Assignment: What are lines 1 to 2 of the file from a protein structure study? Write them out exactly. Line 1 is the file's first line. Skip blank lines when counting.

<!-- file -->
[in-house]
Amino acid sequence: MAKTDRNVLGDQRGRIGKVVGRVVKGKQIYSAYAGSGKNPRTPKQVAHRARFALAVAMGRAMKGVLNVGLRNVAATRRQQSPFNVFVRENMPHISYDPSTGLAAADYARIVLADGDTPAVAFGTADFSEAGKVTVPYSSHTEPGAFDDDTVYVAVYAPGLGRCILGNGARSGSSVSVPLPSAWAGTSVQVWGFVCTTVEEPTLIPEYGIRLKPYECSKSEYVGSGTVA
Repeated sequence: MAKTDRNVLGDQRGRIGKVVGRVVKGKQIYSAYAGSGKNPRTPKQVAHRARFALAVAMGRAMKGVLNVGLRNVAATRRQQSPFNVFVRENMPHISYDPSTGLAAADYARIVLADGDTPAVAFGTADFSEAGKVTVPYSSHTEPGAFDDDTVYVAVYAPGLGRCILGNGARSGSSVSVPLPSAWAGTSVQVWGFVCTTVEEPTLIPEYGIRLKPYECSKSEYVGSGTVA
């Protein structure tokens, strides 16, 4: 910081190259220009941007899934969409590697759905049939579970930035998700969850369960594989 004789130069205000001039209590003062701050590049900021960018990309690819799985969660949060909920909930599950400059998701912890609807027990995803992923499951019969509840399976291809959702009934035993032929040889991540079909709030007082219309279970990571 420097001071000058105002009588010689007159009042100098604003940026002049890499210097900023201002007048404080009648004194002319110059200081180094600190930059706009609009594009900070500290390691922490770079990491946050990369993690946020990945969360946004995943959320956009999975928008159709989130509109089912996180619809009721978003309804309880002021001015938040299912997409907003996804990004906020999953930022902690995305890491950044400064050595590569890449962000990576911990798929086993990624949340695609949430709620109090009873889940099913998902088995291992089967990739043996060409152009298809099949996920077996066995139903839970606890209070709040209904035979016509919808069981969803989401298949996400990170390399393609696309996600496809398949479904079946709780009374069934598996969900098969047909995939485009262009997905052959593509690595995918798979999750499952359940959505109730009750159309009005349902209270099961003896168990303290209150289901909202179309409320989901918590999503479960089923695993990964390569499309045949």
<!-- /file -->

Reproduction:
[in-house]
Amino acid sequence: MAKTDRNVLGDQRGRIGKVVGRVVKGKQIYSAYAGSGKNPRTPKQVAHRARFALAVAMGRAMKGVLNVGLRNVAATRRQQSPFNVFVRENMPHISYDPSTGLAAADYARIVLADGDTPAVAFGTADFSEAGKVTVPYSSHTEPGAFDDDTVYVAVYAPGLGRCILGNGARSGSSVSVPLPSAWAGTSVQVWGFVCTTVEEPTLIPEYGIRLKPYECSKSEYVGSGTVA